If I switch on 5 IR emitters at once, at 50mA each, I’ll be  using 250mA, which is the limit for what I could get from the Teensy 3.2 3.3V regulator (rated for 250mA, though that’s a thermal limit, so 500mA may be available for low duty cycle) and far exceeds the 100mA limit for Teensy LC or Teensy 3.1 boards.  I will be using a 5V regulator to power the Teensy boards, so I could use the 5V supply to power the IR emitters also.

If I use only 10mA per IR emitter, I only need 50mA total and so could power off of either 3.3V or 5V.

For 50mA at 5V, I’d need a current-limiting resistor of ≥(5V–1.2V)/50mA=76Ω, so an 82Ω resistor for 46–48mA would work.  For 10mA at 5V, I’d need ≥(5V–1.1V)/10mA=390Ω, and for 10mA at 3.3V, I’d need ≥(3.3V–1.1V)/10mA=220Ω.

I have a couple of choices for wiring up the sensors:

There are 3 wires to each sensor board, but only the current output is unique to the board—the IR emitter connections can be shared among all sensors.

Low-side switching only requires an nFET, but the power connection for the IR emitter is limited to 3.3V. High-side switching keeps the 3.3V power line from being routed near the motors, but requires a 5v-powered inverter to get a sufficiently large voltage to shut off the pFET.

The expected current from a white background @7mm is about 400µA for 10mA input or 2mA for 50mA input, assuming VCE is in the active region (above about 0.5V).  If I’m looking for a 1V swing between dark and light, I’ll want about 2.5kΩ for the sense resistor for a 10mA input and 500Ω for a 50mA input.

I did a couple of tests with the TCRT5000L using the low-side switching configuration, with 3.3V and a 220Ω current-limiting resistor.  I was doing the tests in a well-lit room (my breakfast room on a sunny day, but without direct sunlight in the room), so the background light is probably brighter than the robot will ever have to deal with.  I used one of the wheels from the MockRobot to be the target, since I could put a screw through the axle hole to get a more-or-less consistent spacing from the sensor.  I adjusted the nut so that the spacing was about 7mm from the sensor, but the angle was only controlled by eyeballing the levelness of the target, so probably varied by ±10°. I did not have any of the black tape that was used on the fields, so I substituted black electrical tape, which I think may be slightly more reflective.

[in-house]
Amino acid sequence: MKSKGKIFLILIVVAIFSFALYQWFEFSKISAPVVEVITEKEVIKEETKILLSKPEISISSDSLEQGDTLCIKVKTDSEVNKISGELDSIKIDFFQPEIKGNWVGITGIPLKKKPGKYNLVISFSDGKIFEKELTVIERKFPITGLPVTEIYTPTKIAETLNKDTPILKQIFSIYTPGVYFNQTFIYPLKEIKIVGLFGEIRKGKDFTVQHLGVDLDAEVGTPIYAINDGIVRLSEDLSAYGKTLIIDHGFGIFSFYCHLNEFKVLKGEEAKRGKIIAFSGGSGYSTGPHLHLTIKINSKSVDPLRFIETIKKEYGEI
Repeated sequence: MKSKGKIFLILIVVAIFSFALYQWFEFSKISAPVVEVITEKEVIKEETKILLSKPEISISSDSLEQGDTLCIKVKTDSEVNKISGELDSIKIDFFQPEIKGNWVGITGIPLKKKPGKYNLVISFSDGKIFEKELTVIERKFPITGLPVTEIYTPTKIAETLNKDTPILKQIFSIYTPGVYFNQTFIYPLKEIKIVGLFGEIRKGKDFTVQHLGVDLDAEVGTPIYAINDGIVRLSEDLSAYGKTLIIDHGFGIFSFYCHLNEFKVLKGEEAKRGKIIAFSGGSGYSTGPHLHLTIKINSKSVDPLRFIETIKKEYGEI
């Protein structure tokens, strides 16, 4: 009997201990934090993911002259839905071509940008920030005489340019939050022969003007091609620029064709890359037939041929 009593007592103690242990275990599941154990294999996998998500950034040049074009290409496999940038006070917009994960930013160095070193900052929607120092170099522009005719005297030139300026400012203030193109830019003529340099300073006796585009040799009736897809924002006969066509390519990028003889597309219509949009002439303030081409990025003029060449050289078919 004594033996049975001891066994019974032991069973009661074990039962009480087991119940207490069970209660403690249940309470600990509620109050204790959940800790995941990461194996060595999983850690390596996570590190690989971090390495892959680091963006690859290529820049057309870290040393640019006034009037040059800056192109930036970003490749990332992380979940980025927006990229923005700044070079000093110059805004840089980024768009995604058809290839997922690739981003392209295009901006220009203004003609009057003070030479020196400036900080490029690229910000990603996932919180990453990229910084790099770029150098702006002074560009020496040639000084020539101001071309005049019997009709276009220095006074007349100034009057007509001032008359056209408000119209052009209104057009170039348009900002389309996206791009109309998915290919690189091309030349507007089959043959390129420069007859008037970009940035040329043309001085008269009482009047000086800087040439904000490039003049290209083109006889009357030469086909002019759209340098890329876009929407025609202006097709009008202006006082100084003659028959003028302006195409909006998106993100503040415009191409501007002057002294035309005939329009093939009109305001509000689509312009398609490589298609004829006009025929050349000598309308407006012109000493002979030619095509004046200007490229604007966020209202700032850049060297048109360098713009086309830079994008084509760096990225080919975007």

I initially tried 2.7kΩ as the sense resistor, but after seeing the voltage range for that, I upped it to 5.1kΩ.

With 5.1kΩ, the voltages when illuminated are very different between black and white—a simple digital input would suffice.

The currents can be seen to be about the same, independent of the sense resistor, with the white MDF giving about 10 times current of the black electrical tape. The signal from background illumination is insignificant, though that might not be true if the IR beacon is lighting up the field.

It looks like 10mA (measured as 9.65mA) is more than enough light for the sensors to tell black from white, and that the signal is strong enough that I don’t really need analog input or synchronous sensing for the tape sensors.  If I get really worried about the digital signal in worst-case conditions (like too large a distance), I could increase the size of the sense resistor further.  With a 22kΩ sense resistor, I get a very clean separation between white and black even at 1cm.

I have to decide whether to pulse the IR emitters and wait at least 100µs before reading all the sensors, or just to leave them on all the time (at a cost of 10mA per tape sensor). If they are on all the time, I could use the 5V supply (with a 390Ω current-limiting resistor instead of a 220Ω one), and not worry about overloading the Teensy regulator. This could also simplify wiring, as the 5V regulator could be on the power board on the first level and the battery wiring would be limited to the first level.

The Teensy 3.1/3.2 digital pins are 5V-tolerant, so I could even connect the phototransistor collectors to 5V and put the multiplexer on the first level using 5V power. I could then put the sense resistors on the tape-sensor boards and have three wires for each board: 5V, GND, and WHITE.  I could use 3-pin male headers and standard Futaba servo cables to do the wiring.

I ordered a set of servo cables through Amazon, but they are not expected to arrive for another 2–6 weeks, so aren’t going to do me much good.)  I can make my own, but I’ve been having trouble lately with intermittent contacts from the crimp-on connectors and have taken to wicking tiny amounts of solder into the crimp, which adds a lot of time to making the cables.